Having a winger making a run in behind the opposition’s back line instead of a central midfielder will usually (not always) mean that a run is made quicker as well as more players who are better ‘playmakers’ will remain in central areas (central midfielders not making forward runs).



All of the above mentioned changes in how winger’s position might look like, changes the way we should develop players at younger ages. As we can see, modern winger has to be able to execute elements of midfielder’s and striker’s craft. That will mean positioning players in different positions and being flexible in the formation might be the way forwards.

By Alex Trukan, Development Coach, Nottingham Forest


Striker’s Movement to Support Midfield Play

By Alex Trukan

Recent years has seen a rise in formations and styles of play overloading midfield areas and getting away from the traditional role of number ‘9’, replacing it with a ‘false 9’ and formations like 1-4-6-0. That has pointed many coaches’ attention to possible alternative roles strikers can have. One of the more unorthodox methods of using strikers is support for midfielders in ‘play making’. That might include deeper movements beyond opposition’s midfield line, getting into ‘play making’ positions as well as more subtle runs to create options for combination play around the ball. Vertical movements towards own half can be especially helpful in creating overloads as opposition centre backs will usually hold the line leaving the striker unmarked.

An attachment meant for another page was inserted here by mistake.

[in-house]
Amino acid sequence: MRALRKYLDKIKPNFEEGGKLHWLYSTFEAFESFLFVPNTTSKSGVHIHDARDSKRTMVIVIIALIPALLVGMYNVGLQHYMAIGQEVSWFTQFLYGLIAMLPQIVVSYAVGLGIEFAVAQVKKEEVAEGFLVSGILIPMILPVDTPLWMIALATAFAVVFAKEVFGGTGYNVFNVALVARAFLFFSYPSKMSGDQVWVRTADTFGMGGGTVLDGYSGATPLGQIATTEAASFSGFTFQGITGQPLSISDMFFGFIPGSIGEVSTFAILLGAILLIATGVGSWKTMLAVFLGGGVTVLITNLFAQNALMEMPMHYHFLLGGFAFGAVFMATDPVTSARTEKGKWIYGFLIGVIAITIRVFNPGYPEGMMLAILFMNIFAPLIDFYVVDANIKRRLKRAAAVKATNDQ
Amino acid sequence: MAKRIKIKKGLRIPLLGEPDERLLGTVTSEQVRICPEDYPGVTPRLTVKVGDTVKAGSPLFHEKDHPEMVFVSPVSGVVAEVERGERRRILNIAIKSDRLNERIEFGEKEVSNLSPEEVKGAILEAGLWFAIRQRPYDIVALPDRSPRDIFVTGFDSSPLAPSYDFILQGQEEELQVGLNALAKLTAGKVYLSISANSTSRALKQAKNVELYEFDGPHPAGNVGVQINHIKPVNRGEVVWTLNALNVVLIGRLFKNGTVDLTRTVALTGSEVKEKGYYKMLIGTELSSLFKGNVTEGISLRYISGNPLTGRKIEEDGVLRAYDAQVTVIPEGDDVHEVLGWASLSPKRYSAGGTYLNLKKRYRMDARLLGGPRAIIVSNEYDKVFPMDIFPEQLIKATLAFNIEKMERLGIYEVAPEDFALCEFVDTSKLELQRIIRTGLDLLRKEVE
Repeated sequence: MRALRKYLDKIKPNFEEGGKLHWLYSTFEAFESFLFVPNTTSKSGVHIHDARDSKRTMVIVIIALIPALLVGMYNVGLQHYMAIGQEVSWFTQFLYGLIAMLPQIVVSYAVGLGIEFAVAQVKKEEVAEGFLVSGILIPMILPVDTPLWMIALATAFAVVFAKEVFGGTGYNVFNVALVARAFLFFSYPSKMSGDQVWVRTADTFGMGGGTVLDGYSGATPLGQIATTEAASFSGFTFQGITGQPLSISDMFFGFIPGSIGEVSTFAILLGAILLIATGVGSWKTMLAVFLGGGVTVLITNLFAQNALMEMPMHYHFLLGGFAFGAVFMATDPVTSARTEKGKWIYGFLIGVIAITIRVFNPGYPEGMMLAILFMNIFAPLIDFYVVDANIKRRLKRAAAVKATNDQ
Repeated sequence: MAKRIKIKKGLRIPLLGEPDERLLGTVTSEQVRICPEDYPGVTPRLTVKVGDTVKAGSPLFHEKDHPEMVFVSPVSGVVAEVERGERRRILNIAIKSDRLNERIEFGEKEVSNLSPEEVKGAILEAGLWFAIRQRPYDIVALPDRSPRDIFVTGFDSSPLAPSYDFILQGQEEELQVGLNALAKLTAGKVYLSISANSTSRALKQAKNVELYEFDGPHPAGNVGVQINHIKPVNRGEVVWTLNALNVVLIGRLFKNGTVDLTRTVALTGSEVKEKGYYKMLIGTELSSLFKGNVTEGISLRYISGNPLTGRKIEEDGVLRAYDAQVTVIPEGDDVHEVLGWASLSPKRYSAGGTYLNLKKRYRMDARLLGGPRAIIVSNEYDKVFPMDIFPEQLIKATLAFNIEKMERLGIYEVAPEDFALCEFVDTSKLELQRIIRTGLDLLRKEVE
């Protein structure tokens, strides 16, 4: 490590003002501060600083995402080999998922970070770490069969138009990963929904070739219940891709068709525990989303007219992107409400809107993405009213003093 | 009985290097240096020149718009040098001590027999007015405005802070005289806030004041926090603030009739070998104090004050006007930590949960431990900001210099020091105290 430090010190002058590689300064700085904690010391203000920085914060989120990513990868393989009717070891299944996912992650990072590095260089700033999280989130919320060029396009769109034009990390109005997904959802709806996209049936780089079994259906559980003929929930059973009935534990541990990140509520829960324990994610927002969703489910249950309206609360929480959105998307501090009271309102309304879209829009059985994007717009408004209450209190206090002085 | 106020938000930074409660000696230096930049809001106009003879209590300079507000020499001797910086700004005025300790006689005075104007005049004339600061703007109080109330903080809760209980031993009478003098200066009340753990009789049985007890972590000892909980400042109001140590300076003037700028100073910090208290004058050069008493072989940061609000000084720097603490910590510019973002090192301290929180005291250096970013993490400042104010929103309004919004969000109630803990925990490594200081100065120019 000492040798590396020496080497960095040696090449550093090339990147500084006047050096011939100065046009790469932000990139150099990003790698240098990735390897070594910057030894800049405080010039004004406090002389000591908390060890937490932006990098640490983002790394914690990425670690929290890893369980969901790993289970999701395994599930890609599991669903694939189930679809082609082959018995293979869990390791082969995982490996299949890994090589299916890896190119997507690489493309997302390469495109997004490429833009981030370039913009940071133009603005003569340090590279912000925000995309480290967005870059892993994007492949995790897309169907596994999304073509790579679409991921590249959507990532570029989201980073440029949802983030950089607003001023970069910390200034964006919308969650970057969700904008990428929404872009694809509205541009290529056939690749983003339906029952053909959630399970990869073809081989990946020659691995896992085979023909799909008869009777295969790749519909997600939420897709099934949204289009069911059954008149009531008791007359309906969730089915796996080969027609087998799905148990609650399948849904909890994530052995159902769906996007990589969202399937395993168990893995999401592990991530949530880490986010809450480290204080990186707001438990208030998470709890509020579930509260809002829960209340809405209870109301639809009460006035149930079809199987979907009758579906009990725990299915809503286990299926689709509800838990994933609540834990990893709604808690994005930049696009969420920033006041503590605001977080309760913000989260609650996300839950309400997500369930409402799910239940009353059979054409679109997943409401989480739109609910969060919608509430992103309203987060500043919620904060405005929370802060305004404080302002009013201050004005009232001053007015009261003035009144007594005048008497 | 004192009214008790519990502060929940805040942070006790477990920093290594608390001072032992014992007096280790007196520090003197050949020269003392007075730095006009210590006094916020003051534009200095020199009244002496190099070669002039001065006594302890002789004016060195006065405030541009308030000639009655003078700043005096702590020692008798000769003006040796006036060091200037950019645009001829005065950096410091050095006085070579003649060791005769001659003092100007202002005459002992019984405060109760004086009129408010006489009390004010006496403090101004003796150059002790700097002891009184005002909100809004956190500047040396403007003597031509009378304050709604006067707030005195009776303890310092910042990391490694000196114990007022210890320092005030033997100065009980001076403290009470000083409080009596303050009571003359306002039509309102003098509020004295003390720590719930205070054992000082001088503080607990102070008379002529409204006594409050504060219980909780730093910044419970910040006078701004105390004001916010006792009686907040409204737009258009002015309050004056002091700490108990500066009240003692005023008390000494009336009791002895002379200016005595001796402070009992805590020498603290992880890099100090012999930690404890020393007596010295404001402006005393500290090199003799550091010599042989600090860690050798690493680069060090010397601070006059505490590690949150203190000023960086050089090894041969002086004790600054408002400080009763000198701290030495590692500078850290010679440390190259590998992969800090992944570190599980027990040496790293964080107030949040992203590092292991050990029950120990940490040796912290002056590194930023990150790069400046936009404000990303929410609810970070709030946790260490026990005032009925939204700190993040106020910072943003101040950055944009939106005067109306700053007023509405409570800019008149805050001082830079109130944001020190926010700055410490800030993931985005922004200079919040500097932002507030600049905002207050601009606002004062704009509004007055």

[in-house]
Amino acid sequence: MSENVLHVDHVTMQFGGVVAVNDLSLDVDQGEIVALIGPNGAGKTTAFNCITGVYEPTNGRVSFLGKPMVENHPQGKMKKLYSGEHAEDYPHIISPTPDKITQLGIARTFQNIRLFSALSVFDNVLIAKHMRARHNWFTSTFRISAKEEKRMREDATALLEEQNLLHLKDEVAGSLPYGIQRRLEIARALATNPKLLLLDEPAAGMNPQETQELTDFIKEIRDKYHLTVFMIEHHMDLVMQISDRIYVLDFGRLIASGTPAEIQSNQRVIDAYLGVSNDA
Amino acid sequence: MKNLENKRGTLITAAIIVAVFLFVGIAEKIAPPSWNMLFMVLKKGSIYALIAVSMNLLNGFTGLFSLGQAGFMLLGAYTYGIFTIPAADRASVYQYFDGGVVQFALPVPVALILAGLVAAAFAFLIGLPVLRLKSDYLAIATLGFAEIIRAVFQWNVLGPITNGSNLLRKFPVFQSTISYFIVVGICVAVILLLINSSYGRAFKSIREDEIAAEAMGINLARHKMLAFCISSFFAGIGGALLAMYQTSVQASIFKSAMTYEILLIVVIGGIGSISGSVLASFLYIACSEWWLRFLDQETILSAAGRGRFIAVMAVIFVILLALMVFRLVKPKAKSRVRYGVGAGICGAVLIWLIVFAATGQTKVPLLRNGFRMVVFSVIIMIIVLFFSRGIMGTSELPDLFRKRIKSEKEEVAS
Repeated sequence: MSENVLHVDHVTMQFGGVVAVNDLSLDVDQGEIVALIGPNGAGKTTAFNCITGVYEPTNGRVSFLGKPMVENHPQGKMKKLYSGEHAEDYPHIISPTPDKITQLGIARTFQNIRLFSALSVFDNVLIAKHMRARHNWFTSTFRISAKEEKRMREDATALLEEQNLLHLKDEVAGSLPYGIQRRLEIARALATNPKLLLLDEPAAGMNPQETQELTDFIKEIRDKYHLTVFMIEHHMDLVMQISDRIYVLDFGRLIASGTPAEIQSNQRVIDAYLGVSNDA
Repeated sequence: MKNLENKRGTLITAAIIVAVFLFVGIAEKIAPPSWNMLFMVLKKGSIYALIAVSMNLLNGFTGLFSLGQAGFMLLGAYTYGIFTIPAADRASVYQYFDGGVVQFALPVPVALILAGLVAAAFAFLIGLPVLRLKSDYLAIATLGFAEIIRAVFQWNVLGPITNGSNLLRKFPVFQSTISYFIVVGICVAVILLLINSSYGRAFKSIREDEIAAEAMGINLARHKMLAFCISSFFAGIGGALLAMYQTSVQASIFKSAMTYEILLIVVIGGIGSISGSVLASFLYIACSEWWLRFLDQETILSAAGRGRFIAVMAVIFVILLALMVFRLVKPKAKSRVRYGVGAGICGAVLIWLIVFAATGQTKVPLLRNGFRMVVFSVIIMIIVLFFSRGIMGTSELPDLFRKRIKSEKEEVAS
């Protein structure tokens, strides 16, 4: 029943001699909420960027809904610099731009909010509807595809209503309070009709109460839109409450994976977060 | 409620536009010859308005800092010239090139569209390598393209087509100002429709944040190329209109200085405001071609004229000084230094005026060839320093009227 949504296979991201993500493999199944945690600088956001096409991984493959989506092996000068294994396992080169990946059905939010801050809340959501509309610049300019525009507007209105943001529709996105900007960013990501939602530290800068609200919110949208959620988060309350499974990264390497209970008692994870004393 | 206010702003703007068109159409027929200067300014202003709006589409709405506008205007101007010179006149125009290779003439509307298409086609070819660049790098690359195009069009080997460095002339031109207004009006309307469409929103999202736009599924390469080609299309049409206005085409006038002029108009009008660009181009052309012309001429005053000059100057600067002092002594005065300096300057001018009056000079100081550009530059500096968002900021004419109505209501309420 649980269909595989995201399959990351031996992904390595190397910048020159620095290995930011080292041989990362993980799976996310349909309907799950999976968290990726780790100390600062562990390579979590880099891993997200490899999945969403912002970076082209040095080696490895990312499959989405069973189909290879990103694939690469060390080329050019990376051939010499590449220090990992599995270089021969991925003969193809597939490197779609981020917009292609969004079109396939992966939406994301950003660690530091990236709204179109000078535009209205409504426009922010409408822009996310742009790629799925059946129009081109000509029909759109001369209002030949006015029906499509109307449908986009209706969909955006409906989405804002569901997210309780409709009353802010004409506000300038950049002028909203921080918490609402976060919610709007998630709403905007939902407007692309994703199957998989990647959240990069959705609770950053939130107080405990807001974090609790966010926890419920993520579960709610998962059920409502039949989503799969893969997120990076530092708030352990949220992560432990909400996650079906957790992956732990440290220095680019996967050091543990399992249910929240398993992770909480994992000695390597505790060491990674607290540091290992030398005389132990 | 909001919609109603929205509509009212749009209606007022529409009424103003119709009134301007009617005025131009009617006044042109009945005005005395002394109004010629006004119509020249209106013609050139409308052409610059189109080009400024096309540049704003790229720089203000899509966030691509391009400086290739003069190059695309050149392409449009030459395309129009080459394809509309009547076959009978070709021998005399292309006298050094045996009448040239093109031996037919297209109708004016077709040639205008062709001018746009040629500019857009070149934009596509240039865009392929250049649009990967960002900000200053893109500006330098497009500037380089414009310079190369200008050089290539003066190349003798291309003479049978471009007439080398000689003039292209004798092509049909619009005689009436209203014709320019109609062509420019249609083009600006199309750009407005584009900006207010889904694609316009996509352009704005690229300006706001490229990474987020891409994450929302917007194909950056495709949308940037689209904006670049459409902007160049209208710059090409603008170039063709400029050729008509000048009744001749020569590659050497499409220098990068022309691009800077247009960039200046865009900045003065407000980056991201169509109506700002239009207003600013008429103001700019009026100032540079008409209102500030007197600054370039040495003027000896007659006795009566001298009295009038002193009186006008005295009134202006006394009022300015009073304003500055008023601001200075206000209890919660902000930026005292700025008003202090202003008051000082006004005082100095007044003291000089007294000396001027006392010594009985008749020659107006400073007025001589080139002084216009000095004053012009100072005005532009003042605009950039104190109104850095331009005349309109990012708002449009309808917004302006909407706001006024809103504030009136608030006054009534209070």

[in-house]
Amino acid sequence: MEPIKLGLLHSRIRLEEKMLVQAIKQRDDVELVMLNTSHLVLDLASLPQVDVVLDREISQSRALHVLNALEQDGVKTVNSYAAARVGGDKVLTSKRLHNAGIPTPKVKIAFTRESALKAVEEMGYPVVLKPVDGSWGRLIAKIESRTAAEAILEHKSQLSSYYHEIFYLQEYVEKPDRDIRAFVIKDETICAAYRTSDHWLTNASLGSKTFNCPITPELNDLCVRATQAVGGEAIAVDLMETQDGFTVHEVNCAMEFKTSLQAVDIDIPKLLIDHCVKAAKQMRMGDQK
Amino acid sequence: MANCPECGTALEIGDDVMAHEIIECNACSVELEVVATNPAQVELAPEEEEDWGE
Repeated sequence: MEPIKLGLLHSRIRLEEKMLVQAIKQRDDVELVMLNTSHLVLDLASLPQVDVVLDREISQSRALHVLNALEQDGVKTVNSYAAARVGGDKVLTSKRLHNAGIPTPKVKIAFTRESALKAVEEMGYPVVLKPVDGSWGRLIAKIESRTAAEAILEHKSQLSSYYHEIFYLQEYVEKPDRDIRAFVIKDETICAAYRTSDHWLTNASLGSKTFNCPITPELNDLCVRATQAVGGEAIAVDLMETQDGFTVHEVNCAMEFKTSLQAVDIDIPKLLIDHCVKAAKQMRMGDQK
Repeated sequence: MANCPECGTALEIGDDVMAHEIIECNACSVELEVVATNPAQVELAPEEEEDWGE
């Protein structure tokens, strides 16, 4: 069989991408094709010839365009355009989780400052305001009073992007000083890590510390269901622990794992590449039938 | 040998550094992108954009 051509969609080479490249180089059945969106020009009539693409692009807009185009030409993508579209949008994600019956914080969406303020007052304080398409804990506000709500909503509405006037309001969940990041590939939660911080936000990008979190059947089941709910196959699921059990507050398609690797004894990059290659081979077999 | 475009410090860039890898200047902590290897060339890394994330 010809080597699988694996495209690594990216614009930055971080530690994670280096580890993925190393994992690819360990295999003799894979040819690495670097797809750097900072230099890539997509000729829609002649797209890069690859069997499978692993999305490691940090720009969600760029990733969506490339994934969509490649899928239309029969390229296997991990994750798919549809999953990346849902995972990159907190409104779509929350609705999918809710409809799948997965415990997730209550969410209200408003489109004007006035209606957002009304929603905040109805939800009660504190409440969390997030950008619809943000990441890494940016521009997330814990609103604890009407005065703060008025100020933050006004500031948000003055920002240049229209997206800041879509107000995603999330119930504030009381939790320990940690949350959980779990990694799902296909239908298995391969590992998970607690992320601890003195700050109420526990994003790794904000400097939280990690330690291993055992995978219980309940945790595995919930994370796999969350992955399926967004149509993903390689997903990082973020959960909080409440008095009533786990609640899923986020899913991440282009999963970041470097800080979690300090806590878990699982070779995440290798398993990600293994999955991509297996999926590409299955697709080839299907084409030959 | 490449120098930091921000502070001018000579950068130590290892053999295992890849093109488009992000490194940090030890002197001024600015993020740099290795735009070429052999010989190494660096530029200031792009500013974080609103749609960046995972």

That type of more traditional movement towards own goal to support midfielders might be made into space between opposition midfield and defending units as well as beyond midfield unit. Moving beyond or in between the midfielders will usually force midfielders to mark rather than centre back tracking the run. That in turn will free up spaces for other midfielders. In case nobody marks the striker dropping deeper, he will remain a free man to use to play out.


Staying between opposition’s back and midfield lines and moving horizontally has other benefits. For example, movement towards one of the wide midfielders would create an opportunity to combine play on the wing by playing around the corner. It would also help to split the centre backs and narrow up the back line what would open up spaces on the opposite wing.


Receiving in front of the back line can also put a striker in a play making position. For example, it becomes increasingly popular to utilise number ‘9’ in switching play from one to another wing and circulating the ball horizontally. It also creates opportunities for one of the midfielders to make a forward run.